“I once was in a VA rehab for over 30 days. In fact, I visited rehab facilities several times. The main reason was there was nothing to fill my free time, so I found ways to do so, many destructive. That is why it is so important to me to be there for our warriors and help them find constructive, supportive ways to fill their time.”
Josh knows how difficult free time can be for someone who is returning home and has too much time on his hands. He believes if he had some type of plan, something to look forward to, perhaps he would have chosen a different path in the beginning.
He believes the same of his best friend, Johnny, with whom he was deployed.
“Johnny was in a bad motorcycle accident and broke multiple bones. He is lucky to be alive. I think if he had something to look forward to, something scheduled where he knew he would be accepted, and enjoy the experience, then perhaps he might have made a different choice. I want to take away any of the maybe’s and replace them with a positive.”
Josh has been down the rough road and back again.
“I’ve been on the losing end, even trying to commit suicide. Sometimes all you need is something to do.”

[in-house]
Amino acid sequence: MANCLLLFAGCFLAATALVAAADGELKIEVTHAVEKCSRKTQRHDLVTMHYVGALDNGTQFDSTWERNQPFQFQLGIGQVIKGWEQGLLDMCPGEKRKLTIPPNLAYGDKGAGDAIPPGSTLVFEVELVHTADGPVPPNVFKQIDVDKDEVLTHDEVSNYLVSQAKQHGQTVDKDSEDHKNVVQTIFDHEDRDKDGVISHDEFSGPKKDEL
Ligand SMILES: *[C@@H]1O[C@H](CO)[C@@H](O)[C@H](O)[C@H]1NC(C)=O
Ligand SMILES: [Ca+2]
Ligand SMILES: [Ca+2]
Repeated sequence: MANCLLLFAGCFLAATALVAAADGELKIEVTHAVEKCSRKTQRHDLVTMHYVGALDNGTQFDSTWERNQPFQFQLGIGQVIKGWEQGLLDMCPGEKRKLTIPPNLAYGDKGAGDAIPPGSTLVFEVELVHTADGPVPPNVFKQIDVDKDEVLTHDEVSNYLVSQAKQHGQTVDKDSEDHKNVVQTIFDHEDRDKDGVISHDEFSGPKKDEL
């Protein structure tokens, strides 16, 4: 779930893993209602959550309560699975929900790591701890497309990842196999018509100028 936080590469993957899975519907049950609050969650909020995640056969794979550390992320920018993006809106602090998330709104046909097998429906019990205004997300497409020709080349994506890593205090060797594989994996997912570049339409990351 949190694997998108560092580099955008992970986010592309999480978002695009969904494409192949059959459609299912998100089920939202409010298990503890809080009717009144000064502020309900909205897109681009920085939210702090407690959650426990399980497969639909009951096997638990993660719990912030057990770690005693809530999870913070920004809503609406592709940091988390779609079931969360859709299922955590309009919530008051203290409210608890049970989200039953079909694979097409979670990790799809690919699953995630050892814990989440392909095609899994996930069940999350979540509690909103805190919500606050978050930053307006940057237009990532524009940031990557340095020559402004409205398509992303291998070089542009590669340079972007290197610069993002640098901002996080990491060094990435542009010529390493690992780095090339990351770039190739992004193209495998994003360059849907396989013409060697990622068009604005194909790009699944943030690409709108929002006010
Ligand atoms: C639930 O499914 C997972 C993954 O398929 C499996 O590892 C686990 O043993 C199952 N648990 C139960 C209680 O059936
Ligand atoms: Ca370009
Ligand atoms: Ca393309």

“If I can help people and keep them from doing something they might regret, I’m happy to do so. I want to give hope and to inspire others to help.”
With your help, Heroes on the Water helps warriors relax, rehabilitate and reintegrate through kayak fishing and the outdoors. Together we can give our veterans and their families something positive to do, a way to reconnect with those who understand, and a moment of peace and tranquility that may just make the difference between living and dying. Help us support more warriors by donating – https://www.northtexasgivingday.org/#npo/heroes-on-the-water.
“Basically I’m a fishing addict and knew the good and bad of fishing tournaments. So I chose to put that knowledge to work to create an event that gives back.” Steven Schmidt – Tournament Director, NuStar Casting for a Cause
Eight years ago, Steven Schmidt saw a need in the community. As someone who had been fishing since childhood, he had a passion for the sport, and recognized that there were many others in the area who felt the same way. He also recognized that it was time to create something bigger – an event that would help raise dollars for different organizations and really make a difference for the community overall. That is how Casting for a Cause was born.